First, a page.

La Creatura Bella Bianco Vestita.-Dante

When Quasimodo saw that the cell was empty, that the gipsy girl was gone, that while he was defending her she had been carried off, he clutched his hair with both hands and stamped with surprise and grief; and then set off running, searching the Cathedral from top to bottom for his gipsy, uttering strange unearthly cries, strewing the pavement with his red hair. It was the very moment at which the King’s archers forced their victorious way into Notre-Dame, likewise on the hunt for the gipsy. Poor deaf Quasimodo, never suspecting their sinister intentions (he took the truands to be the enemies of the gipsy girl), did his utmost to assist them. It was he who led Tristan l’Hermite into every possible nook and cranny, opened secret doors, double bottoms of altars, hidden sacristies. Had the unhappy girl still been there, it would have been Quasimodo himself who betrayed her into the hands of the soldiers.

When Tristan, who was not easily discouraged, gave up the search as hopeless, Quasimodo continued it alone. Twenty times, a hundred times over, did he go through the church, from end to end, from top to bottom; ascending, descending, running here, calling there, peering, searching, thrusting his head into every hole, holding up a torch under every vault, desperate, frenzied, moaning like a beast that has lost his mate.

At length, when he had made himself sure—quite, quite sure—that she was gone, that it had come to the worst, that they had stolen her from him, he slowly reascended the lower stairs—those stairs which he had mounted so nimbly and triumphantly on the day he had saved her. He now went over the same ground with dejectedly drooping head, voiceless, tearless, with bated breath. The church was once more solitary and silent. The archers had quitted it to pursue their search for the sorceress in the city. Quasimodo, left alone now in the vast Cathedral, so thronged and tumultuous but a moment before, made his way to the cell where the gipsy girl had slept for so many weeks under his watchful protection.

As he drew near it he tried to delude himself that he might find her there after all. When, on reaching the bend of the gallery that looks down on the roof of the side aisle, he could see the narrow cell with its little window and its little door, lying close under one of the great buttresses, like a bird’s nest under a bough, the poor creature’s heart failed him, and he had to lean against the pillar to save himself from falling. He pictured to himself that perchance she had returned; that some good genius had brought her back; that this little nest was too quiet, too safe, to cosy for her not to be there; and he dared not venture a step nearer for fear of dispelling his illusion. “Yes,” he said to himself, “may-be she sleeps, or she is at her prayers. I will not disturb her.”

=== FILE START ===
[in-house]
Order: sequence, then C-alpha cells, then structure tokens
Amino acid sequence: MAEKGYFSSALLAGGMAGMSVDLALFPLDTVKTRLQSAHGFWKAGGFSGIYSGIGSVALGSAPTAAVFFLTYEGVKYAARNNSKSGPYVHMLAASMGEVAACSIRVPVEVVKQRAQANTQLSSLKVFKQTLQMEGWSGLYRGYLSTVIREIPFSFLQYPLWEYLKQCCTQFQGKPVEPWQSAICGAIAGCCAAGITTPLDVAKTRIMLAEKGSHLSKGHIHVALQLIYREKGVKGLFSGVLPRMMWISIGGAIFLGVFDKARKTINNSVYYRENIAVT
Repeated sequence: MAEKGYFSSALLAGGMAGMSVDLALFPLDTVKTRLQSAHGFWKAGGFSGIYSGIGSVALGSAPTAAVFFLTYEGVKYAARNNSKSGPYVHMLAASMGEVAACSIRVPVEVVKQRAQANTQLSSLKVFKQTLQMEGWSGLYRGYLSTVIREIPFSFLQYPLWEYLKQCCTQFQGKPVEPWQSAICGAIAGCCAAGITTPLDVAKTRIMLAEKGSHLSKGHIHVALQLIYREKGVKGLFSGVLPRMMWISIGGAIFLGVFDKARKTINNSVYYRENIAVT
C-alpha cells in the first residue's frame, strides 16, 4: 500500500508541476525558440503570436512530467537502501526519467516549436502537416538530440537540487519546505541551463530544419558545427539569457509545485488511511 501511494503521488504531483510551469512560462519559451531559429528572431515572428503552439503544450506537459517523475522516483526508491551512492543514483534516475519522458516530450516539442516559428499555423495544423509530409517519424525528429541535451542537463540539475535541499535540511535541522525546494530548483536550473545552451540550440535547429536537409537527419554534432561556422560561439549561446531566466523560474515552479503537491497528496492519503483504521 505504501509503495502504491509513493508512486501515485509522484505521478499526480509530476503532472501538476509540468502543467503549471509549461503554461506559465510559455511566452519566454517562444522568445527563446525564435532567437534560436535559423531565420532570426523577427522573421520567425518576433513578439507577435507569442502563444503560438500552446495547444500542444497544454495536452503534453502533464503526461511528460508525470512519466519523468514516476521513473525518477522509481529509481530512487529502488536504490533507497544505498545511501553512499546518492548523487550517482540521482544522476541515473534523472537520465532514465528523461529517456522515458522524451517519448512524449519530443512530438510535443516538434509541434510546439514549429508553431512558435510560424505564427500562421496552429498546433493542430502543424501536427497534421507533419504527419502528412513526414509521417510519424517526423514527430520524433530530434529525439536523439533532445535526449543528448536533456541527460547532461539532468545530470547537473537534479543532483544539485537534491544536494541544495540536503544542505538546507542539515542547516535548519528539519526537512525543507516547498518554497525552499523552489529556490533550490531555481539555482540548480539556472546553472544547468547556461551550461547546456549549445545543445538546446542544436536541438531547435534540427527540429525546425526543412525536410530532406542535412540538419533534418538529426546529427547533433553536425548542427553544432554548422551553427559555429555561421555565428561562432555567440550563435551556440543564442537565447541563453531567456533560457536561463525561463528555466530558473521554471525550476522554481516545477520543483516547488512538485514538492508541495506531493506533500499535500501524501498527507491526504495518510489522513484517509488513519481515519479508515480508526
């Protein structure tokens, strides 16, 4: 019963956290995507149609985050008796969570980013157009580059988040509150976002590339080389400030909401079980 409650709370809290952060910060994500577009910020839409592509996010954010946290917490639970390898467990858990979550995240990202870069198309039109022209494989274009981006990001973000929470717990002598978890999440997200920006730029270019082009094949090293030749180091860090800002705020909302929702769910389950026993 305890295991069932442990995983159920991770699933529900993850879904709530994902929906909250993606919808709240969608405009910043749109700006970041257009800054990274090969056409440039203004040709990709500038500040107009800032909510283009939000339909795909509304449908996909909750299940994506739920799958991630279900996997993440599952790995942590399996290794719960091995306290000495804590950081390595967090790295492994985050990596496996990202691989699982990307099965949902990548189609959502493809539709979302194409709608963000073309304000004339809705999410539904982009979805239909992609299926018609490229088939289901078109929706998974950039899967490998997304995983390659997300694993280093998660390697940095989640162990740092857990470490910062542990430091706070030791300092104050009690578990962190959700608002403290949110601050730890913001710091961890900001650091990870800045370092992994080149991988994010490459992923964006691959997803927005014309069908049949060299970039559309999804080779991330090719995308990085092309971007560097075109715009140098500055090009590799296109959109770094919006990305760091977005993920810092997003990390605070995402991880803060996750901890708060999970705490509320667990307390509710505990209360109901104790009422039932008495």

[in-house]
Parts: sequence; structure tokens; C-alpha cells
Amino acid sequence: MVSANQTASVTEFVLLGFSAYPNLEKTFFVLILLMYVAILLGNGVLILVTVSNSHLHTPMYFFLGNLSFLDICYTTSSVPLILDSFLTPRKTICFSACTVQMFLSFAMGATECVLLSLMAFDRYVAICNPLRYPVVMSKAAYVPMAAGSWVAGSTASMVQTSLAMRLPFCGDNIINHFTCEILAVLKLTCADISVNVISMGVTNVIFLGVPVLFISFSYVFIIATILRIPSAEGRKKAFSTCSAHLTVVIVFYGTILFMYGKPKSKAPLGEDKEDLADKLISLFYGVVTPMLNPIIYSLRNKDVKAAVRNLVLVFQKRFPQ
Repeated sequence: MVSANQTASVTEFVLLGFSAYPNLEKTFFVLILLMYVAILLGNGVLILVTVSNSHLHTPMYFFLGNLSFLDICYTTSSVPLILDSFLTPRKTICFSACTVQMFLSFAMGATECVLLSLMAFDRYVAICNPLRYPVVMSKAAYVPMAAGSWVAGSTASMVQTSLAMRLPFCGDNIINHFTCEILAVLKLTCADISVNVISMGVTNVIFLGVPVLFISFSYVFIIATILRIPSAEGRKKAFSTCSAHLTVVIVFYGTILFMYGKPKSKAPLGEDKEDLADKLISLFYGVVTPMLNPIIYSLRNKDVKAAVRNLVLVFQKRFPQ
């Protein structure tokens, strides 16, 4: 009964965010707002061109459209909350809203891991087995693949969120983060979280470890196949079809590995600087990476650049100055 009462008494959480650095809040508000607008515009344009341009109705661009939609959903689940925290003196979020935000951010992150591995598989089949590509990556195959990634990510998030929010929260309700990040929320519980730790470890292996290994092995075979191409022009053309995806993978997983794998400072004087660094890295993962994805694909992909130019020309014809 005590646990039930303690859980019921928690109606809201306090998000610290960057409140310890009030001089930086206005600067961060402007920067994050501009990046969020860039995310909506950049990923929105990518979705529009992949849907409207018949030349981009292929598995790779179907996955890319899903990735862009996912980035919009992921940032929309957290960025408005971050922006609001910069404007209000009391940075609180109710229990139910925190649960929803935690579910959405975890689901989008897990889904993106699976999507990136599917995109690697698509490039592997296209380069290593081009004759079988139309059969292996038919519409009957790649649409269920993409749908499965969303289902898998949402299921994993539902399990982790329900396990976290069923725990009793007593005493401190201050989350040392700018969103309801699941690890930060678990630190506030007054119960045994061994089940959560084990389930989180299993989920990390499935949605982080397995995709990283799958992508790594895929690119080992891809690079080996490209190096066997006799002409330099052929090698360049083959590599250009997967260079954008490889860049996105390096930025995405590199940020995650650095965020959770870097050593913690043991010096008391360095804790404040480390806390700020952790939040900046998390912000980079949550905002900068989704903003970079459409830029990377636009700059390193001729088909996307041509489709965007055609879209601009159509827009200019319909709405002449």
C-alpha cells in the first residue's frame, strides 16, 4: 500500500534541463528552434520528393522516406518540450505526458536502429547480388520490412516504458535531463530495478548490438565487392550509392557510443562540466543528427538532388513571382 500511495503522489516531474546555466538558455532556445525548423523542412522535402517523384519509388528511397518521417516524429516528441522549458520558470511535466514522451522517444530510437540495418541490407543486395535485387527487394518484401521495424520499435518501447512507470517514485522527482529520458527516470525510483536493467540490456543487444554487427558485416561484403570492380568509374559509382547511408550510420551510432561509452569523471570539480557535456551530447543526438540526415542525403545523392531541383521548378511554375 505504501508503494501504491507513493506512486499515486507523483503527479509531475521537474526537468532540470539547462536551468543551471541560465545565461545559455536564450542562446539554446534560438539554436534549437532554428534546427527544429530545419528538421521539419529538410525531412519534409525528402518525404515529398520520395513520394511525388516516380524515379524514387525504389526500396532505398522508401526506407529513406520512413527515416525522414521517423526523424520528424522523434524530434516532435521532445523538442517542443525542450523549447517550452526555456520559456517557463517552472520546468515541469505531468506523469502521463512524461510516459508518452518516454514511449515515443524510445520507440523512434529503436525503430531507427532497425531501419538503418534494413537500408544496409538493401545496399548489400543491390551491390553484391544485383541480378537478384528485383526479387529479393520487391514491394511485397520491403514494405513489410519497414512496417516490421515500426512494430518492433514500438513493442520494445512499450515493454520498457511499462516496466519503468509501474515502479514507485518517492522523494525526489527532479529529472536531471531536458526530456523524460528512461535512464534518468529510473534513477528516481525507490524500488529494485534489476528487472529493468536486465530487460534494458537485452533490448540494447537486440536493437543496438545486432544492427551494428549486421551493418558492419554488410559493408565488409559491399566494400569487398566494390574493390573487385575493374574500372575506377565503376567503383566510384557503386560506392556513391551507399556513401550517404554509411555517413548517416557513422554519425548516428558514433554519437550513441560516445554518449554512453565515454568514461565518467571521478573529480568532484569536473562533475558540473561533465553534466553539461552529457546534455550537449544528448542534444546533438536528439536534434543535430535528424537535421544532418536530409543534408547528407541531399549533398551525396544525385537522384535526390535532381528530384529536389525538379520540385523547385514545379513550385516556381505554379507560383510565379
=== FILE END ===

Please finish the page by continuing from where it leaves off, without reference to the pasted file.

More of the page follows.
At last he summoned up courage, advanced on tip-toe, looked in, entered. Empty! The cell was still empty. Slowly the unhappy man made the tour of the little place, lifted up her pallet and looked beneath it, as if she could be hiding between it and the stone floor, shook his head, and stood staring stupidly. Suddenly he furiously stamped out his torch, and without uttering a word or breathing a sigh, he hurled himself with all his strength head-foremost against the wall and fell senseless to the ground.

When he came to himself, he flung himself on the bed, rolling on it and pressing frenzied kisses on the pillow, which still bore the imprint of her head. Here he lay for some minutes, motionless as the dead, then rose, panting, crazed, and fell to beating his head against the wall with the appalling regularity of the stroke of a clock and the resolution of a man determined to break his skull. At length he dropped down exhausted, then crawled outside the cell, and remained crouching, motionless, opposite to the door for a full hour, his eyes fixed on the deserted cell, sunk in a gloomier, more mournful reverie than a mother seated between an empty eradle and a tenanted coffin. He spoke no word; only at intervals a deep sob convulsed his whole frame, but a sob that brought no tears, like the silent flashes of summer lightning.

It was then that, striving amid his despairing memories to divine who could possibly have been the unforeseen ravisher of the gipsy girl, the thought of the Archdeacon flashed into his mind. He remembered that Dom Claude alone possessed a key of the stair-case leading to the cell; he recalled his nocturnal attempts upon Esmeralda, the first of which he, Quasimodo, had assisted, the second prevented. He called to mind a thousand various details, and soon was convinced that it was the Archdeacon who had taken

  By PanEris using Melati.

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